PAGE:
In 1997 the Carolina Panthers were the talk of the NFC. With a solid defense and a workmanlike offense, the Panthers made it to the NFC title game with Green Bay and were viewed as the team of the future in the conference. In the three years since, the Panthers have seen Atlanta, St. Louis and New Orleans all surpass them to win division titles, with two of them going to the Super Bowl.
In an attempt to raise the stakes, the Panthers brought in head coach George Seifert, he of Super Bowl rings and the West Coast offense, to change their fortunes. In 2000, the team overspent on aging defensive players in hopes of climbing back to the top. This year, it's offense that has seen the big money being spent. Still, you aren't hearing the Panthers' name being bandied about when it comes to Super Bowl darkhorse contenders.
The reason for that may well be quarterback. Apparently Steve Beuerlein wasn't a good fit in the Seifert system, but he may rue the day he simply let Beuerlein walk away. Jeff Lewis was supposed to be the main man, a guy for whom Seifert traded two high draft picks to Denver to acquire in 1999, but he hasn't lived up to his press clippings and has fallen from grace. The Vikings may well be facing rookie Chris Weinke, who didn't win the starting job as much as Lewis and third-year man Dameyune Craig blew their own opportunities. Expect to see the Vikings confuse Weinke and bring multiple blitz packages to create turnovers and rookie jitters.
The running game has been a mixed blessing for the Panthers. In Tshimanga Biakabutuka they have a speedy back who can break off long runs any time he touches the ball. They also have an injury risk that has never made it through a full season in five years. As insurance, the team brought in Richard Huntley, but he has battled injuries of his own all preseason. The two provide different assets to the running game, but both are question marks. At fullback, both Chris Hetherington and Brad Hoover can carry the ball, but they'll likely be asked simply to protect Weinke from the pass rush.
On the receiver front, there are more questions. Muhsin Muhammad has established himself as one of the top receivers in the NFC and Donald Hayes emerged as a pleasant surprise when injuries forced him into the starting lineup. Injuries are a question mark here, too, as former starters wide receiver Patrick Jeffers and tight end Wesley Walls — key components of the Panthers offense — are both returning from knee surgery and are still not 100 percent. Without them at full strength, the passing game will be in flux, depending on players like Isaac Byrd, rookie Steve Smith and tight ends Luther Broughton and Kris Mangum to pick up the slack.
The offensive questions for the Panthers could be answered by an improved offensive line brought together through free agency. Todd Steussie was brought in from the Vikings to play left tackle, along with center Jeff Mitchell from Baltimore and guard Kevin Donnalley from Miami. They join returning starters LG Jamar Nesbit and RT Chris Terry. The need to upgrade was obvious, since the Panthers gave up a league-high 69 sacks last year, but the unit hasn't worked together much and are still learning to play alongside each other — critical with an inexperienced quarterback.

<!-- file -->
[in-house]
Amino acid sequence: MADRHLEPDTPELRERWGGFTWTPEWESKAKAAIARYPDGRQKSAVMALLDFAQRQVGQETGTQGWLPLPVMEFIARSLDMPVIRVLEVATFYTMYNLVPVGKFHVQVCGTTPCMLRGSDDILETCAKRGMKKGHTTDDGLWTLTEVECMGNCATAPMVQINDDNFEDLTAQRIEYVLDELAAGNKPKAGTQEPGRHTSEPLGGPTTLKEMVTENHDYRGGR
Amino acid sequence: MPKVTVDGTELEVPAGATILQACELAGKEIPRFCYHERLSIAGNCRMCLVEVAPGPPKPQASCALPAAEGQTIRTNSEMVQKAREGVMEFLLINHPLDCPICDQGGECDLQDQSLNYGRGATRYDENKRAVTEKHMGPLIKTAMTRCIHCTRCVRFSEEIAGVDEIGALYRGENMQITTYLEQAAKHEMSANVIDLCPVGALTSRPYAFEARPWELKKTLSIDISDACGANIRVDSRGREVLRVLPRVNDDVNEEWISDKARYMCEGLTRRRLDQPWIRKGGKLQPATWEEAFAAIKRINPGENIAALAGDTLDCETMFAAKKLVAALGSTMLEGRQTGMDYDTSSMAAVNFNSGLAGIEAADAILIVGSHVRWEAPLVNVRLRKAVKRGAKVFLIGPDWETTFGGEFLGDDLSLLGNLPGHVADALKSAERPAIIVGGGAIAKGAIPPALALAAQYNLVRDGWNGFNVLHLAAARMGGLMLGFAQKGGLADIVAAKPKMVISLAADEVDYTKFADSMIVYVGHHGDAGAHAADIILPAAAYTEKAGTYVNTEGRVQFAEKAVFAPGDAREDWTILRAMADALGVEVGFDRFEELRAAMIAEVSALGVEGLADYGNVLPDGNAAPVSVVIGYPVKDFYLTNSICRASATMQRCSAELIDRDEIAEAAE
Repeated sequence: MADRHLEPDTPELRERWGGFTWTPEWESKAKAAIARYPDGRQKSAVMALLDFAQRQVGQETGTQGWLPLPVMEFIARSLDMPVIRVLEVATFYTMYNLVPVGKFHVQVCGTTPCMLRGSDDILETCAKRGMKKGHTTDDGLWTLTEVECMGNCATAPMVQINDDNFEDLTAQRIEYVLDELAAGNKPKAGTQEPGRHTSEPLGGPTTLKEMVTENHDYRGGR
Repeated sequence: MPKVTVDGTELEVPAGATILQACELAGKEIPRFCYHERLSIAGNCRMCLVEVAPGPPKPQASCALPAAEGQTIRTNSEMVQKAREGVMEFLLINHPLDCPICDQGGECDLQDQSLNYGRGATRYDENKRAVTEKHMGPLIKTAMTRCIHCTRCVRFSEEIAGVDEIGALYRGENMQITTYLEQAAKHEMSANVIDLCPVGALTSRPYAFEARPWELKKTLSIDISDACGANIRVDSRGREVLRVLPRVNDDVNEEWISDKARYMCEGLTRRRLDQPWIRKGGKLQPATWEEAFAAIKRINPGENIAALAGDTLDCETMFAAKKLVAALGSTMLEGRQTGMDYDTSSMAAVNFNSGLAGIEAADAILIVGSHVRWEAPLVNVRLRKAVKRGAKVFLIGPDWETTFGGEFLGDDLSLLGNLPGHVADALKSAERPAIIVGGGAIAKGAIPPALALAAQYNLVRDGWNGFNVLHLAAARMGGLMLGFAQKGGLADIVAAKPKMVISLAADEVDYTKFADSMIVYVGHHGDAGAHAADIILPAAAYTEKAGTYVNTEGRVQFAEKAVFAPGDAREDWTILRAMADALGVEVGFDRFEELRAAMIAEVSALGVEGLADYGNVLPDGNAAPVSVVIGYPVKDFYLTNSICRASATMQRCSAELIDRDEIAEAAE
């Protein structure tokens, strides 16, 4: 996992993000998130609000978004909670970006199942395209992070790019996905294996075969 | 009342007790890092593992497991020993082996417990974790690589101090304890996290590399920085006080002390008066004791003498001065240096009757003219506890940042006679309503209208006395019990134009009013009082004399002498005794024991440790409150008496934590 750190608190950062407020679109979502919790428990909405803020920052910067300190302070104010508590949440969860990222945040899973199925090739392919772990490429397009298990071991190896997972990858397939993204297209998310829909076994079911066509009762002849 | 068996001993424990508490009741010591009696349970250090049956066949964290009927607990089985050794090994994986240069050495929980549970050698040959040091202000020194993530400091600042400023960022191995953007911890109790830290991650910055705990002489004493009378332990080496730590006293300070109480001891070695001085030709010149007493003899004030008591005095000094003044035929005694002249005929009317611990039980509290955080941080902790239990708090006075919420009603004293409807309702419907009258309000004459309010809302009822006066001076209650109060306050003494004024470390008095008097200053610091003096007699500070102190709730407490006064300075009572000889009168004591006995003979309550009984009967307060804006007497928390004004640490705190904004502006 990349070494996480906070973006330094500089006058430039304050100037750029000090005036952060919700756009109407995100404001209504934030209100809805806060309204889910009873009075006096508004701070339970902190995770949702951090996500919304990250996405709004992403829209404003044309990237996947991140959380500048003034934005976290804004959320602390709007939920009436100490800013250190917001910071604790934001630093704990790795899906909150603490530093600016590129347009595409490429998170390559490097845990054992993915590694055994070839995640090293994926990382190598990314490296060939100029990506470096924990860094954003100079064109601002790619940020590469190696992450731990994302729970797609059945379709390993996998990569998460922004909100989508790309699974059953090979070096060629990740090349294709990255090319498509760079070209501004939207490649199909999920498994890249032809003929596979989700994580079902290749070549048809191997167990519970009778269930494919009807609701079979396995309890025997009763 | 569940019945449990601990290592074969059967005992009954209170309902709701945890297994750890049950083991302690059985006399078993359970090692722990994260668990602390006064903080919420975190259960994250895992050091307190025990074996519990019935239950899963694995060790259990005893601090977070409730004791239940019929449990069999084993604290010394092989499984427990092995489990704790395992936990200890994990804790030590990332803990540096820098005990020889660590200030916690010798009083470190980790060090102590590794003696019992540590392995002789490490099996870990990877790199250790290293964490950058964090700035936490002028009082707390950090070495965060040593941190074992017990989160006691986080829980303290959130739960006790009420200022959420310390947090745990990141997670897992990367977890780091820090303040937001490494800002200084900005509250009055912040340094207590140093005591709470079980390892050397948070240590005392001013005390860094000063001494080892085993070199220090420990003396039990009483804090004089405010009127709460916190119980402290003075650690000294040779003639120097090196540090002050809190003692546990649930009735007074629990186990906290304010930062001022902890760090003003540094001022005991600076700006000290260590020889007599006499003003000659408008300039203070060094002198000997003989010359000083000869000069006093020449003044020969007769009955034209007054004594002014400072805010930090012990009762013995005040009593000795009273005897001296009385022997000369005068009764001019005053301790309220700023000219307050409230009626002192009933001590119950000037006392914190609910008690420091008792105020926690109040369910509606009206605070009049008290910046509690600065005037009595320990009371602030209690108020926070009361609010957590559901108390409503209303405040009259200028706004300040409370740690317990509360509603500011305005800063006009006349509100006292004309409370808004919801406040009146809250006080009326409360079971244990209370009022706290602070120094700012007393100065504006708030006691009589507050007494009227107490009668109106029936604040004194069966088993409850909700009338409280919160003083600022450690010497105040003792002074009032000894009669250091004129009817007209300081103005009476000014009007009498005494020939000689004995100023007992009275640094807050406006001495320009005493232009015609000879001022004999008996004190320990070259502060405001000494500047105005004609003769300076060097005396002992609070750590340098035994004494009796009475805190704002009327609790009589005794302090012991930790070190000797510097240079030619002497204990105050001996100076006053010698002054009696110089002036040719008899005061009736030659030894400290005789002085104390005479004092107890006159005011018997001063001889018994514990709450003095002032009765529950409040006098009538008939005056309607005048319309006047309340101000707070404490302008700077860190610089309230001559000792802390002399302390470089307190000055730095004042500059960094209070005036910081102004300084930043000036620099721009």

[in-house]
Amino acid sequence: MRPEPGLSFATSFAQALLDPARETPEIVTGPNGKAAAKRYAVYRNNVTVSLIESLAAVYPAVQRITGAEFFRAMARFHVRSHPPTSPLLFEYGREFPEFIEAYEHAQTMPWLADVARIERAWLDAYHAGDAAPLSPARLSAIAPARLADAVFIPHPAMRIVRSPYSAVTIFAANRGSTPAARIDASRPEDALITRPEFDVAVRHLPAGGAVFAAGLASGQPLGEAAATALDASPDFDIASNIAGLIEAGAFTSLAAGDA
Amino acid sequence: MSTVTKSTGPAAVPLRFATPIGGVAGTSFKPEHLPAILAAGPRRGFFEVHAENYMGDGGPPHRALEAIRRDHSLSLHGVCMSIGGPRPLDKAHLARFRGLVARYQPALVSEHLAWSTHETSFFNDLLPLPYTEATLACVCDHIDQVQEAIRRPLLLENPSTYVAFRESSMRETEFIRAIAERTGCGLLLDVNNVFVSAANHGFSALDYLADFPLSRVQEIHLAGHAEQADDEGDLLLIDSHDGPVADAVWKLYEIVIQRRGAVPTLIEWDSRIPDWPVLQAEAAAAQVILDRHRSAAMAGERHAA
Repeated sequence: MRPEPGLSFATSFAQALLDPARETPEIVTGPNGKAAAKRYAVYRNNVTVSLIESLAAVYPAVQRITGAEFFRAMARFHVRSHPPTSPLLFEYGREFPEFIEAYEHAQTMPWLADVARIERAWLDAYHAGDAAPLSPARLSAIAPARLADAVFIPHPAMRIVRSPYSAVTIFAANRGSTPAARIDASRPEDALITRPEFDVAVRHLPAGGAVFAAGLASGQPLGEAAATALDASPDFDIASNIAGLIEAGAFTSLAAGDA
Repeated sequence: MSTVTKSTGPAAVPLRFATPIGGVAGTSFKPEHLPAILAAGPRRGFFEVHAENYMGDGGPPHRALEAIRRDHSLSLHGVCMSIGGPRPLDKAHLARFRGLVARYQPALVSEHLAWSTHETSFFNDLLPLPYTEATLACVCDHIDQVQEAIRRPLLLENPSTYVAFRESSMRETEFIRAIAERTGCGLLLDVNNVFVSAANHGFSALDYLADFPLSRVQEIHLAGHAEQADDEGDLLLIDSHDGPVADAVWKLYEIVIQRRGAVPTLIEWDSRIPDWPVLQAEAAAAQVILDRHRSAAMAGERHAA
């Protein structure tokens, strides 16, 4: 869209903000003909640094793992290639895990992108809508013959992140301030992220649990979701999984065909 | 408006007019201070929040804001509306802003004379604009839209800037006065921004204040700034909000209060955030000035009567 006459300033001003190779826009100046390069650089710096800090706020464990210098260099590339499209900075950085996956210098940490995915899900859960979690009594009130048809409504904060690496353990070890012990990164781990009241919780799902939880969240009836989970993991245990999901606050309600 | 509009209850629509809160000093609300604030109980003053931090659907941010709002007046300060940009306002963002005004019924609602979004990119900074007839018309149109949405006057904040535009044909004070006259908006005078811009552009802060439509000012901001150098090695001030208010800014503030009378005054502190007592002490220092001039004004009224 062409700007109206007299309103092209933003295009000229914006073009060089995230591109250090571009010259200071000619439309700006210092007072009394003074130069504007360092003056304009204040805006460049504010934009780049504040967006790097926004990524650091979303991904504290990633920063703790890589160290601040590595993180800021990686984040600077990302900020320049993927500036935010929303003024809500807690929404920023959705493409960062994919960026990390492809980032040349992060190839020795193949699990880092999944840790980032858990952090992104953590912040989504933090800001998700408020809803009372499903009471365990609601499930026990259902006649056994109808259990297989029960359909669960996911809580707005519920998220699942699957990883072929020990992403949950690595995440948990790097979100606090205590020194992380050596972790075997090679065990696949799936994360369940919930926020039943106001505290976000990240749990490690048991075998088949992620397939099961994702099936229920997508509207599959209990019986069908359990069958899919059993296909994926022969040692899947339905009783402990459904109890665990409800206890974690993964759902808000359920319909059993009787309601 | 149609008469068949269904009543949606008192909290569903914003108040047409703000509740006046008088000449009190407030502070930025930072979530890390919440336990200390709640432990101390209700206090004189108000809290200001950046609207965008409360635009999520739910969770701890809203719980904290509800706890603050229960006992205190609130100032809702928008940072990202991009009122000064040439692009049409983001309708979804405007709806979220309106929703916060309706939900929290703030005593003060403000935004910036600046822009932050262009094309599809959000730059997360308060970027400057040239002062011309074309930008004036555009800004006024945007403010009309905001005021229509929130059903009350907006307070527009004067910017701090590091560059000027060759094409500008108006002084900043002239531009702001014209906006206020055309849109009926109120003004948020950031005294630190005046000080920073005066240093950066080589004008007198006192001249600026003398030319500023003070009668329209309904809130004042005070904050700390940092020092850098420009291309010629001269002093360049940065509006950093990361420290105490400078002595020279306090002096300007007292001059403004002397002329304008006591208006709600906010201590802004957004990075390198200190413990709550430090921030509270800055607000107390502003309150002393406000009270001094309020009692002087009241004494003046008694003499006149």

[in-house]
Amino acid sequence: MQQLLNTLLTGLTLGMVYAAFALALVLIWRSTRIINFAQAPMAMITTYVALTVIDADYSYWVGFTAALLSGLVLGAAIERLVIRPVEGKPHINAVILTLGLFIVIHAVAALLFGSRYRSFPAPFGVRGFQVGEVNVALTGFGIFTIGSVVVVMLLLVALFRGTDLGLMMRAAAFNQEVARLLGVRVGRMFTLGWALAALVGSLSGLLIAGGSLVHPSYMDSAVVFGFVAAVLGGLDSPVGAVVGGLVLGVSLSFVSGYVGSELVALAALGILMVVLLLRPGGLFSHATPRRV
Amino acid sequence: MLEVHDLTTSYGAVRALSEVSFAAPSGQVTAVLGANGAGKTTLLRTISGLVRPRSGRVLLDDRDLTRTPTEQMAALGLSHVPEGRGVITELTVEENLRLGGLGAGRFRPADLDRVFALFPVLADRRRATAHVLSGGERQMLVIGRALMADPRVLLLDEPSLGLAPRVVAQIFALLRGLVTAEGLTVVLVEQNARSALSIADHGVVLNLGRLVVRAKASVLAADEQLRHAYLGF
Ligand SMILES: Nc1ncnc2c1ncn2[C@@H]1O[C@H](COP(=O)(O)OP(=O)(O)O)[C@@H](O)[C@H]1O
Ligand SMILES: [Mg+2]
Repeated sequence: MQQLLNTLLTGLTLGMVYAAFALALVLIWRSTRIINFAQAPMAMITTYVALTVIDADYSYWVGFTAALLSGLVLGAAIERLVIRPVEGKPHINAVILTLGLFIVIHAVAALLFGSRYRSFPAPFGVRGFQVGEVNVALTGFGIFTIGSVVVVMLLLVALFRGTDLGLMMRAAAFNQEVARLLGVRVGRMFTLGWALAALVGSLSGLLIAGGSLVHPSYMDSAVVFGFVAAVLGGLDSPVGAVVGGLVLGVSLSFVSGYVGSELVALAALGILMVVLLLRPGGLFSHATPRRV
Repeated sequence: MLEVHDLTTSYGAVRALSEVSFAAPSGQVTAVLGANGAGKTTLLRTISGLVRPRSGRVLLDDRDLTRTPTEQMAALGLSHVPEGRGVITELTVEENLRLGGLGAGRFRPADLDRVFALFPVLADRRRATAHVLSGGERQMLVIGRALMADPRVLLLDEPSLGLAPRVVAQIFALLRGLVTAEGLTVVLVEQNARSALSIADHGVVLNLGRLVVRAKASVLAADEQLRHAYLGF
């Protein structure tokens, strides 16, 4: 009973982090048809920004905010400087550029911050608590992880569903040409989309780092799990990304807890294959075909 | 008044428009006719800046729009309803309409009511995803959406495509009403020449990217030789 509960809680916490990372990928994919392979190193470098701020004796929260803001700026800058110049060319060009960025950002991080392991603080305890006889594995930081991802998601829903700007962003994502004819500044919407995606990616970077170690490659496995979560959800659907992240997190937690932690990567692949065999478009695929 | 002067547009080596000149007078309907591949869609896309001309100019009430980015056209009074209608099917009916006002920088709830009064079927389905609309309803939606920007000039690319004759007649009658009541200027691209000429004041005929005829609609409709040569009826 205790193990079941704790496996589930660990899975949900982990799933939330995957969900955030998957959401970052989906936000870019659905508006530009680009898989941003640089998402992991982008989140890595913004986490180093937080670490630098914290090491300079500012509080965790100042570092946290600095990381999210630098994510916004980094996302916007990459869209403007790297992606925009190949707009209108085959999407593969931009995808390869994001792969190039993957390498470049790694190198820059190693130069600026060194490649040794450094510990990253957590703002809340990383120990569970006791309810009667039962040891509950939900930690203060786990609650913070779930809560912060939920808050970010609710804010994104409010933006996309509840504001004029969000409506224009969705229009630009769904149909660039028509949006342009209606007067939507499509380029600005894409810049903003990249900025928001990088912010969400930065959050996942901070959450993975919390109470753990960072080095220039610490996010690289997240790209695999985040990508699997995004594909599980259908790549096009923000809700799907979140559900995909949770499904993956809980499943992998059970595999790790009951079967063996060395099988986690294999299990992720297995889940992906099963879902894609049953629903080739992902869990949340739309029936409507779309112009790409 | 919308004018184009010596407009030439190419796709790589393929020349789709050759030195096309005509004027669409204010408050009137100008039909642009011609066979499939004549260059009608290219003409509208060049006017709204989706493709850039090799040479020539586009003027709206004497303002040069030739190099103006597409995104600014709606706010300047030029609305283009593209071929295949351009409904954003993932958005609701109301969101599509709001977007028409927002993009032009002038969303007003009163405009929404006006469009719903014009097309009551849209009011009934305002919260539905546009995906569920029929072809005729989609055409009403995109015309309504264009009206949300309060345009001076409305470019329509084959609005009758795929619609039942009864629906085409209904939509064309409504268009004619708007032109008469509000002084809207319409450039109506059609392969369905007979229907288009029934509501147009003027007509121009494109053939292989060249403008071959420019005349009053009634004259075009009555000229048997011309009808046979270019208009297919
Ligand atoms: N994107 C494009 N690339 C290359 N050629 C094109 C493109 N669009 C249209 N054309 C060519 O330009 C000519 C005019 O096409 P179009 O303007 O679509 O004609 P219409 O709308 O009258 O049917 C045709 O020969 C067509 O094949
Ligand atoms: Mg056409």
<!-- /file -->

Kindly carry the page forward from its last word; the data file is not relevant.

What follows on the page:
On the defensive side, the front line is also made up of thrown-together parts. The Panthers overspent to get Sean Gilbert in a trade and spent a lot to get Brentson Buckner away from the 49ers. They are joined by two new defensive ends. With Reggie White and Eric Swann both gone, the jobs fall to sixth-year man Jay Williams and Michael Rucker, with Jason Peter also looking for playing time. The team has decent depth with former starter Tim Morabito and rookie Kris Jenkins at tackle, but another new alignment will take time to work.
When the Panthers were their most successful, a smothering linebacker corps led the way. Maybe in a couple of years they will have the same, but for now they have raw young talent learning the game on the fly. The starters are third-year man Hannibal Navies on the strong side, second-year man Lester Towns in the middle and rookie Dan Morgan on the weak side. All have good pedigrees, but are more reactive than instinctive and get fooled too often — something that can't happen against a quick-strike offense like the Vikings. One mistake by these youngsters could cost seven points in a hurry. With the exception of nine-year vet Dean Wells, none of the six or seven linebackers expected to make the roster has more than two years NFL experience, something the Vikings will look to exploit.
Experience is around at cornerback, where Jimmy Hitchcock and Doug Evans are a couple of NFC Central transplants, but, beyond them, experience runs thin. Rashard Anderson has battled Hitchcock for the starting spot and may have won it, but in his second year he isn't a sure thing. Mike Minter is a fifth-year safety, but the projected starter at free safety, Deon Grant, has never played an NFL game. Backup second-year corner Deveron Harper also has never started a game, and reserve safeties Damien Richardson and Jarrod Cooper have little experience as well. Against a team like the Vikings, being too old or too young in the secondary can have dangerous consequences and the Panthers have both.
Carolina is a good team for the Vikings to start the 2001 season. By the end of the season, the new players in new positions could be a much stronger team than they are now, so getting an early jump with be critical to kick-starting the 2001 season for the Vikings. VU
Beat-Up Panthers Could Provide Good Start
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